When my spouse and I bought our house in the Ballard neighborhood of Seattle in April, 2001 it came with a huge backyard garden. Not only did we buy a house, we bought the farm.
When we moved in that spring, the previous owners had just planted a large garden in seven raised beds they’d built in the back yard. There were four beds of 4×8 ft., plus three smaller beds and several large planters. At one time, we think they also had raised beds in the parking strips. There was a decent compost bin, a large cherry tree and several blueberry bushes. They spent a lot of time on the yard and garden outside the house…but not as much on the inside.
We thought it was really cool and for that first summer, we really enjoyed it! We knew very little about gardening but we managed to keep it going through the summer of 2001 and into the fall. The asparagus was coming up, the corn did its thing, we had carrots and all of our friends got more zucchini than they’d ever need when they came to see our new house.
As we settled into the house, we shifted our attention to inside remodeling projects and our various activities that didn’t always include taking care of the yard. We managed to keep the garden going through the summer of 2002, but we were overwhelmed by it, and not very motivated. By fall of 2002 we removed all of the beds and the compost pile and planted grass in the yard.
Our gardening philosophy became “whatever doesn’t die can stay.”
Fortunately here in the PNW, that strategy will go pretty far. Our biggest challenge was not in keeping things alive, but keeping things maintained and trimmed back. All of the bushes, trees and plants the previous owners planted in the ‘90s are now 30 years older and bigger. Then after the next door neighbors removed a giant corkscrew willow that overshadowed our house, things really began to flourish. The sour cherry tree outside my window is king of the yard. There is still rhubarb and garlic that pops up. The blueberry bushes are hanging in there. The roses, lilacs, rhododendrons, cherry and plum trees are reliable markers of the passing seasons: buds on the plum trees in late February, lilacs in April, rhodys in May, plums in June, cherries in July, and lots of roses! And yard work!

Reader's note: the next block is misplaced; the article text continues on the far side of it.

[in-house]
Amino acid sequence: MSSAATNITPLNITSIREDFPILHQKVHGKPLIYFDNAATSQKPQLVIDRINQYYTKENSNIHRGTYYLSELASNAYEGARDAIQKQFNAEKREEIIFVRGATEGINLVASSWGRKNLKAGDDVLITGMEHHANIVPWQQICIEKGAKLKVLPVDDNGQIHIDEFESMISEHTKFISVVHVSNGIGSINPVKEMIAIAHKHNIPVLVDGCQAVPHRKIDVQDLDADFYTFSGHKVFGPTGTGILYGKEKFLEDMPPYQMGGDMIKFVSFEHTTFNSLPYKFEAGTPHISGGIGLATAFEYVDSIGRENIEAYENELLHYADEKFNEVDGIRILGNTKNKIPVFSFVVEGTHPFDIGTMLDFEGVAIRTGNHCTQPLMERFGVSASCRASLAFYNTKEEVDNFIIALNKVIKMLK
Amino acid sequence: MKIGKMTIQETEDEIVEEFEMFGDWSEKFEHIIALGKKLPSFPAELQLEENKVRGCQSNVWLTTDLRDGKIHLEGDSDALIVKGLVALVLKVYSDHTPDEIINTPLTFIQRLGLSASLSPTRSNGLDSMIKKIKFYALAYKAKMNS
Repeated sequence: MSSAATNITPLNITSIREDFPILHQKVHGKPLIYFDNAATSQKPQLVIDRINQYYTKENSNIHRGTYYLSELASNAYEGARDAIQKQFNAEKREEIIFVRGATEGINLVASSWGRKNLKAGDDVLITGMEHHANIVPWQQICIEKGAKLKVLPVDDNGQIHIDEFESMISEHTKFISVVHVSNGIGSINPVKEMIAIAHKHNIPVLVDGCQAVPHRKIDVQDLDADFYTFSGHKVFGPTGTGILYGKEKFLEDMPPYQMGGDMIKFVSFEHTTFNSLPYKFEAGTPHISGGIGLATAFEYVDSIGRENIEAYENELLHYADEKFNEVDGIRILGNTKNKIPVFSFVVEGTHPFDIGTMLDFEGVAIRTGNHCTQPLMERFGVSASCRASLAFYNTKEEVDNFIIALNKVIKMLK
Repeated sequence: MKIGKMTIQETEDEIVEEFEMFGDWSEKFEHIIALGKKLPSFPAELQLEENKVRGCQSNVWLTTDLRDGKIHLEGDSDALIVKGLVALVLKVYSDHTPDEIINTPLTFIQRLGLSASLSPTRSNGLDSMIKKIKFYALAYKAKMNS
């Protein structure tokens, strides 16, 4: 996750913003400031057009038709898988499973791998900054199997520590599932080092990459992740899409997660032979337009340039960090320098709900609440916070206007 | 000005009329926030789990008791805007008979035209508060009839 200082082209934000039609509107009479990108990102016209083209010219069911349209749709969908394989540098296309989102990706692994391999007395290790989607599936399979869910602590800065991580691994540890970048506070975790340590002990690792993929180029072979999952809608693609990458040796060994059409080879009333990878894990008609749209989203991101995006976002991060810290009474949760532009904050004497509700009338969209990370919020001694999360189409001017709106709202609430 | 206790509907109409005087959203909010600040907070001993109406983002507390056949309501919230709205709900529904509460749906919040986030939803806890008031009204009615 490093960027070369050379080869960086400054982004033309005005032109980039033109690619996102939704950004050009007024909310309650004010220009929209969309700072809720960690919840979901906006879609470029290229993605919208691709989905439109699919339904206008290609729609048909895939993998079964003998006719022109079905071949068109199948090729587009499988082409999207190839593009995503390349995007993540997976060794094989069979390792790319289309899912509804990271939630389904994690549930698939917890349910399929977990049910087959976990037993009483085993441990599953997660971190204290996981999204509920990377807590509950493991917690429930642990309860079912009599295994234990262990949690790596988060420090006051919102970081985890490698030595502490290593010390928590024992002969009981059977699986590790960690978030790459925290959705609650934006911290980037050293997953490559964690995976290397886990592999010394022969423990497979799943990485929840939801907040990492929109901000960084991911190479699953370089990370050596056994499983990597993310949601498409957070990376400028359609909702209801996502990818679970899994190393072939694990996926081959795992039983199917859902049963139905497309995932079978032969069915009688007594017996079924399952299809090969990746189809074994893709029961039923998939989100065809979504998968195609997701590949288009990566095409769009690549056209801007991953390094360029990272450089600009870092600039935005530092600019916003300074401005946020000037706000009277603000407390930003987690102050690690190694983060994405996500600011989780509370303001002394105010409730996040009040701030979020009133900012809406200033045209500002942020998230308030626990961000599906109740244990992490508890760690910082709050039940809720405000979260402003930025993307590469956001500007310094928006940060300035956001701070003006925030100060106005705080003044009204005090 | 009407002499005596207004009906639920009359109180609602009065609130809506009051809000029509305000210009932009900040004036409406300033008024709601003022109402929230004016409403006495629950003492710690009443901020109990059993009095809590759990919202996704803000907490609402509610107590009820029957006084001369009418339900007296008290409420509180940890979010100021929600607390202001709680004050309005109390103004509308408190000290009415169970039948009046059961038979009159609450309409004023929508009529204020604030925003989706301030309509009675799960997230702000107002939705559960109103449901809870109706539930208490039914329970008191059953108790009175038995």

When I started working on my farm plan for this class, I knew I didn’t want to attempt anything as ambitious as that miniature farm that came with the house. I was also struggling with the idea of how much work it would take to grow the same vegetables that we can easily purchase two blocks away at the Ballard Market. For me, one person’s garden is another person’s yard work. As much as I like the idea of urban farming, I’m still coming around to wanting to actually do it myself.
As I talked about this idea with my spouse, I promised her that I would start small and keep it manageable. At her urging, my idea of several containers in the parking strip was pared down to one medium sized bed in the back yard. Even though for now it is merely an empty space marked off by bricks, that one bed is still overwhelming.
It’s like a baseball field waiting for Shoeless Joe Jackson to show up…but he’d better bring his hori hori knife.